Clarence Gilyard, known for his productions at the Egyptian Theatre, dies |

Clarence Gilyard, known for his productions at the Egyptian Theatre, dies

Actor and producer enjoyed his connection with St. Mary’s Catholic Church

Actor, director and producer Clarence Gilyard (in yellow cap) gives some hugs as Father Christopher Gray of St. Mary’s Catholic Church looks on after Gilyard gave a parish-wide presentation in March. Gilyard, an Emmy Award-nominated actor who has appeared in “Walker, Texas Ranger” and “Matlock,” died earlier this week. Parkites know Gilyard through his work with St. Mary’s Church, but also through his theater work with the Simon Fest Theatre Company productions that have been presented at the Egyptian Theatre.
Photo by Anthony Mazur

Clarence Gilyard Jr., whom many in Park City know from his local work in theater and St. Mary of the Assumption Catholic Church, passed away after a long illness in Las Vegas on Nov. 28. He was 66.

Many Parkites know Gilyard through his work directing and/or starring in a string of Simon Fest Theatre Company plays including “Biloxi Blues,” “The Foreigner,” “Barefoot in the Park” and “Broadway Bound” that were performed locally at the Egyptian Theatre throughout the years.

Gilyard meant a lot to the Egyptian Theatre, and he was a personal friend to its manager, Randy Barton.

“I counted him as a colleague, a brother and a true friend and will miss him tremendously,” Barton said. “He was truly a fine actor and even though he had accomplished so much in his career, his humility and passion for his work was inspirational. He poured himself into all these roles and always with fabulous positivity.”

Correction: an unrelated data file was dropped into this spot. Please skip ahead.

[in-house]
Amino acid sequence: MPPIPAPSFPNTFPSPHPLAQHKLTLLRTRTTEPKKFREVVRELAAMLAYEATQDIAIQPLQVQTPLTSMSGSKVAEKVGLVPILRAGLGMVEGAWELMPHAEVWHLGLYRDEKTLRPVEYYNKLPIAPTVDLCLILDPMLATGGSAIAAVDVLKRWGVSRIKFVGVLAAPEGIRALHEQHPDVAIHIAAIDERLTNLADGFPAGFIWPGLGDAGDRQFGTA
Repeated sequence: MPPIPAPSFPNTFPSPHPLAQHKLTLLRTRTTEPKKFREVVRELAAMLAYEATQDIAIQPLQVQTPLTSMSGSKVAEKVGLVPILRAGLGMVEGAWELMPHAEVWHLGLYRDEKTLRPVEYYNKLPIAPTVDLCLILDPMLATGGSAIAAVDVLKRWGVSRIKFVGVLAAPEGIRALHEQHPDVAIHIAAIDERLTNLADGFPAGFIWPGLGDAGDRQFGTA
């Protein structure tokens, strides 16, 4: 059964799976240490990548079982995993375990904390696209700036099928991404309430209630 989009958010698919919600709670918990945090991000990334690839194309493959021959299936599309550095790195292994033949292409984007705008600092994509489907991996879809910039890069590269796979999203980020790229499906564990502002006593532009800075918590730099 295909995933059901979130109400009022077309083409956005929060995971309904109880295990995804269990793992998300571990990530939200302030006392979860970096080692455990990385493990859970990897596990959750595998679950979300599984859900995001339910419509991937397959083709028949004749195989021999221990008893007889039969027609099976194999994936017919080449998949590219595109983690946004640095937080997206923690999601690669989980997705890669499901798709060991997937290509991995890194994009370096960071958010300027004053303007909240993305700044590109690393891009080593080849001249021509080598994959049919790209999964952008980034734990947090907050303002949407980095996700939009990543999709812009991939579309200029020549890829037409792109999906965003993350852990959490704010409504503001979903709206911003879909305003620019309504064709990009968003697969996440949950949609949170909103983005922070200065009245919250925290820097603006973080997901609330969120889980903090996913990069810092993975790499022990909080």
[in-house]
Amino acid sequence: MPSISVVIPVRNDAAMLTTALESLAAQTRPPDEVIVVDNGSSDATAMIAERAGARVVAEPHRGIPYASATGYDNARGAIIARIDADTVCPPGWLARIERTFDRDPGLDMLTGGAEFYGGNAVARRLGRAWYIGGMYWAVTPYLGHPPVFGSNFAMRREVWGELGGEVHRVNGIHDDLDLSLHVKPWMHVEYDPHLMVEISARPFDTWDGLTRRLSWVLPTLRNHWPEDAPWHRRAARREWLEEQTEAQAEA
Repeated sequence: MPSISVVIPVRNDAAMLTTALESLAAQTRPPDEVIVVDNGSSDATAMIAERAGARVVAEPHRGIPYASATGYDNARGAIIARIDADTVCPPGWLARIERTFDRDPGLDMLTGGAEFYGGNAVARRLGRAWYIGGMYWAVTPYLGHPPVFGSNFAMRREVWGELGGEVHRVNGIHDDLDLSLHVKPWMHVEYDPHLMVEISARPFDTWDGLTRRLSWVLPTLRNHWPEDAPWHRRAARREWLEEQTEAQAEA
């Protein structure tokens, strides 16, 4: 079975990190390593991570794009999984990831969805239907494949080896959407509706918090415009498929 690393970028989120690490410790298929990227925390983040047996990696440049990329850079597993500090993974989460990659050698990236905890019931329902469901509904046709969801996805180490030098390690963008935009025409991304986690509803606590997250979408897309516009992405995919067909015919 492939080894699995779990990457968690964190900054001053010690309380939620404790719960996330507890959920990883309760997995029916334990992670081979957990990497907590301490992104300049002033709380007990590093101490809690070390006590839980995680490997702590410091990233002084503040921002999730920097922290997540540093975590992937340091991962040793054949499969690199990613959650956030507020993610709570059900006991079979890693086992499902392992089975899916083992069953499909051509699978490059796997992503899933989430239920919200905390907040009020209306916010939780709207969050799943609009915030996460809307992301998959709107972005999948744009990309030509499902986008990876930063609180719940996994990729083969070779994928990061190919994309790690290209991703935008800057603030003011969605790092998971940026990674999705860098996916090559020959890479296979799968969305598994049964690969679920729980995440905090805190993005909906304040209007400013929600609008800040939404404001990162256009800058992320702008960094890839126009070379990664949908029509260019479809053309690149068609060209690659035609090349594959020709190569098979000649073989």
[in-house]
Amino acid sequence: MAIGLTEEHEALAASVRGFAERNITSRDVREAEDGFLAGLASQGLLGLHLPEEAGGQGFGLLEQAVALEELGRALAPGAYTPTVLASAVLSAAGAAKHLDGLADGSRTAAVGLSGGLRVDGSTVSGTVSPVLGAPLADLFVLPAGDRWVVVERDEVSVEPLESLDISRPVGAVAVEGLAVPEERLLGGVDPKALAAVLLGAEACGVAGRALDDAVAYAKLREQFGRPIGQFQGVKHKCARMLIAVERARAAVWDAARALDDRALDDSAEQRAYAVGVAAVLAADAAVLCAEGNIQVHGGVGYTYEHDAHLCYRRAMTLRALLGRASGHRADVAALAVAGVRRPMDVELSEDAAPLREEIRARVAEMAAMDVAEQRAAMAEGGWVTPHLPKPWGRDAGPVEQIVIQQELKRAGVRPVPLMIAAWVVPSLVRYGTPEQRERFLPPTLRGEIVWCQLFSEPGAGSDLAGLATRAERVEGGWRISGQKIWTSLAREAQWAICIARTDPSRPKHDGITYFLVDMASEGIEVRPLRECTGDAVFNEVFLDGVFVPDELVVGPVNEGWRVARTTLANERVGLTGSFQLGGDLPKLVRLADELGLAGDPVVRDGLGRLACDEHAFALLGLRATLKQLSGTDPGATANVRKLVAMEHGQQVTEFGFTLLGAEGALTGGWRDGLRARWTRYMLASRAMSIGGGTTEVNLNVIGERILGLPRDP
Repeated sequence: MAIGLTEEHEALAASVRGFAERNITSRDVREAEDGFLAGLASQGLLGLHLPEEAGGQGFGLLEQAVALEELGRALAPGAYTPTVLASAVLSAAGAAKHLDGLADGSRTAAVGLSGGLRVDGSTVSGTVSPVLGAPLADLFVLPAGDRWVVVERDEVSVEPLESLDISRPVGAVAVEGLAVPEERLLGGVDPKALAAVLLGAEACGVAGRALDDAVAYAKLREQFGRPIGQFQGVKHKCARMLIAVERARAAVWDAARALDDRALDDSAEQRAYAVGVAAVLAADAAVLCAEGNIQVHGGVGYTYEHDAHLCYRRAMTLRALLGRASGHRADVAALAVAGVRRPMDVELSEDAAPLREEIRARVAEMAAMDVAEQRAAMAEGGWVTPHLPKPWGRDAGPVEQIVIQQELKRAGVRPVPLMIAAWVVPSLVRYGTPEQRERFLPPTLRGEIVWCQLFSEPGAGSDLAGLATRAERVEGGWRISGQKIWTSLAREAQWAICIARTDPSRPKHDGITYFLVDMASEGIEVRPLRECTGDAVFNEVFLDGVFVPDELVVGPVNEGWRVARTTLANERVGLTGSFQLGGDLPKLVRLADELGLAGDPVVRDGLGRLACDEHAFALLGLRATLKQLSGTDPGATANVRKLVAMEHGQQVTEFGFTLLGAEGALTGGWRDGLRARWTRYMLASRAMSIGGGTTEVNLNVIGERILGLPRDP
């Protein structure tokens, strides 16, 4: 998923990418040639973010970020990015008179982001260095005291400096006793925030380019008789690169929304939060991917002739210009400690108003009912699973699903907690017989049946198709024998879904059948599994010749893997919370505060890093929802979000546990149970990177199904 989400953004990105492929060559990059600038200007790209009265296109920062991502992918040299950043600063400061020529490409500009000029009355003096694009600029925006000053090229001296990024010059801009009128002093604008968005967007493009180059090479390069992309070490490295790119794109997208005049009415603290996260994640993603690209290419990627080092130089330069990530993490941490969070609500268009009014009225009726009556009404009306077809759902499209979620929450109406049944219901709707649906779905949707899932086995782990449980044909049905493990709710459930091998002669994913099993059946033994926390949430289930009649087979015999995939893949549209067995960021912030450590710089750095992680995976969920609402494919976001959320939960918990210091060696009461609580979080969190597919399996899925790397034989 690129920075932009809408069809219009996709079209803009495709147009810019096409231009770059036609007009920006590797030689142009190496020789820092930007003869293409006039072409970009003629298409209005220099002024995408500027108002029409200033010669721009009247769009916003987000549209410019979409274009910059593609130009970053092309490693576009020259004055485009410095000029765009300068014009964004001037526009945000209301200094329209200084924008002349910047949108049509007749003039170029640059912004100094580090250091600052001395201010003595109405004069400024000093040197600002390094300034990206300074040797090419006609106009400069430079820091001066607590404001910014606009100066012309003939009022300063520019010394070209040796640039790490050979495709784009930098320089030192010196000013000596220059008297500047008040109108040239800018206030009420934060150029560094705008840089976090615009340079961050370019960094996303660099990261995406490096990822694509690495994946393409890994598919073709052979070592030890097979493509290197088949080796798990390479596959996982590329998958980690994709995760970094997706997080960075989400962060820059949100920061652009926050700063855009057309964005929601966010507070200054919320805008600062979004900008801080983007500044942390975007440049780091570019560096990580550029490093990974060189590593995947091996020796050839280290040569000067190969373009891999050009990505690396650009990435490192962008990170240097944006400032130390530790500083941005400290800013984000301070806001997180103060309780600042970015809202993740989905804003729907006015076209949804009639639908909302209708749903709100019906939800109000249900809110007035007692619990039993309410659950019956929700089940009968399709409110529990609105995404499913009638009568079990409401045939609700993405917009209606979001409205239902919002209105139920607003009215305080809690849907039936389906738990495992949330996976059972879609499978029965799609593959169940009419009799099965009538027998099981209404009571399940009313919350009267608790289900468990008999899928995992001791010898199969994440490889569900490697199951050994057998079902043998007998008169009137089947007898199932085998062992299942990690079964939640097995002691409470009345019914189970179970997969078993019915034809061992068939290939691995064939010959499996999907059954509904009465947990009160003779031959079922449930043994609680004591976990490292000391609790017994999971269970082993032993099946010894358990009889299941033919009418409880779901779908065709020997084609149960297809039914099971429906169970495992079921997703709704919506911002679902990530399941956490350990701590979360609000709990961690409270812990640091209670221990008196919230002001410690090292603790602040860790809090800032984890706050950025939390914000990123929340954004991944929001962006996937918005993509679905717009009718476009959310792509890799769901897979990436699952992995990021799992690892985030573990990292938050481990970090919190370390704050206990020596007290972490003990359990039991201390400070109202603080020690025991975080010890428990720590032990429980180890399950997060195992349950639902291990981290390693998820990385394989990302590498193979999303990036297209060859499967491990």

Acting, directing and producing was in Gilyard’s blood. 

He was an Emmy Award-winning actor who starred on TV as Jimmy Trivette in “Walker, Texas Ranger,” private investigator Conrad McMasters on “Matlock” and Officer Benjamin Webster in “CHiPs.” He also appeared in theatrical films such as “Top Gun” and “Die Hard.”

In addition to his work in acting, Gilyard, an associate professor in the College of Fine Arts’ Department of Theatre at University of Nevada, Las Vegas, at the time of his death, was a devout Catholic and served as the consultant of the communications committee of the United States Conference of Catholic Bishops.

While in Park City, Gilyard enjoyed his time working with and attending St. Mary’s Catholic Church. Last March he led the church’s parish-wide summit, Christ and Creativity: The Word and the Power of Artistic Expression.

Father Christopher Gray, pastor of the Park City Parish, said he and his congregation will “dearly miss” their friend.

“A faithful man, he tied the power of his art to the source of his faith: a deep love of Jesus’ mercy,” Gray said. “In particular, it was a joy to hear him speak about acting and about his faith at our Summit last March. Although he was clearly very sick, he poured out his heart, captivating his audience.”

Gilyard also participated in the church’s virtual devotionals, Coffee with Fr. Gray, throughout his illness.

“Visibly in hospital, he would frequently join us … which was yet another personal inspiration for me that this ministry truly matters,” Gray said. 

Gilyard was born Dec. 24, 1955, in Moses Lake, Washington, the second of six children. He was raised as “a military brat,” he said, on Air Force bases across the county before his family settled in California. 

After spending a year at the Air Force Academy, Gilyard attended Sterling College, in Kansas, before moving his studies to California State University, Long Beach and California State University, Dominguez Hills, where he earned his bachelor’s degree in acting.

Gilyard added to his credentials with a master of fine arts in theater performance at Southern Methodist University in Dallas. He joined the University of Nevada faculty in 2006.

Gilyard’s work with the Simon Fest Theatre Company in Cedar City began in 2002 when he met the company’s founder Richard Bugg, who stepped down from his post in 2020, while they were working on an episode of “Waker, Texas Ranger.”

“We were shooting in Park City and became friends,” Gilyard told The Park Record in 2015. “I’ve been part of the (Simon) festival for four years now.”

Gilyard is survived by his wife, Elana, and five children, including two from his first marriage.

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